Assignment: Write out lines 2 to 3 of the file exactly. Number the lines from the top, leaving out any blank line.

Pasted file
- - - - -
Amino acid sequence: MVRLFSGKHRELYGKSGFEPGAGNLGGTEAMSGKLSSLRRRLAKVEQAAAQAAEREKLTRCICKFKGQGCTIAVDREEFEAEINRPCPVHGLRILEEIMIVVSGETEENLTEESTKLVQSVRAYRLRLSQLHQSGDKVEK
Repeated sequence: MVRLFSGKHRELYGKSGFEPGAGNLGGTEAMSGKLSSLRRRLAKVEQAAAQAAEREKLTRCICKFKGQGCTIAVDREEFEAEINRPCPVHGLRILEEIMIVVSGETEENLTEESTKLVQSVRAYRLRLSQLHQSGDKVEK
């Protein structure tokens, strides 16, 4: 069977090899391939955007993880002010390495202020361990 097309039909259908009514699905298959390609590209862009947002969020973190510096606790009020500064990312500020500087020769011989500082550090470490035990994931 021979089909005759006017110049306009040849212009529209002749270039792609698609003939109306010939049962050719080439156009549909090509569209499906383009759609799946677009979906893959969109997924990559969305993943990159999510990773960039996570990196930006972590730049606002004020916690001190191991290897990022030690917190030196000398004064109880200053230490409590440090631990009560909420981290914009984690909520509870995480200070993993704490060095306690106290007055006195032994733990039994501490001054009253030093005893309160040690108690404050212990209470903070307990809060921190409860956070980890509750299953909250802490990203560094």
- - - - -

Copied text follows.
Repeated sequence: MVRLFSGKHRELYGKSGFEPGAGNLGGTEAMSGKLSSLRRRLAKVEQAAAQAAEREKLTRCICKFKGQGCTIAVDREEFEAEINRPCPVHGLRILEEIMIVVSGETEENLTEESTKLVQSVRAYRLRLSQLHQSGDKVEK
């Protein structure tokens, strides 16, 4: 069977090899391939955007993880002010390495202020361990 097309039909259908009514699905298959390609590209862009947002969020973190510096606790009020500064990312500020500087020769011989500082550090470490035990994931 021979089909005759006017110049306009040849212009529209002749270039792609698609003939109306010939049962050719080439156009549909090509569209499906383009759609799946677009979906893959969109997924990559969305993943990159999510990773960039996570990196930006972590730049606002004020916690001190191991290897990022030690917190030196000398004064109880200053230490409590440090631990009560909420981290914009984690909520509870995480200070993993704490060095306690106290007055006195032994733990039994501490001054009253030093005893309160040690108690404050212990209470903070307990809060921190409860956070980890509750299953909250802490990203560094």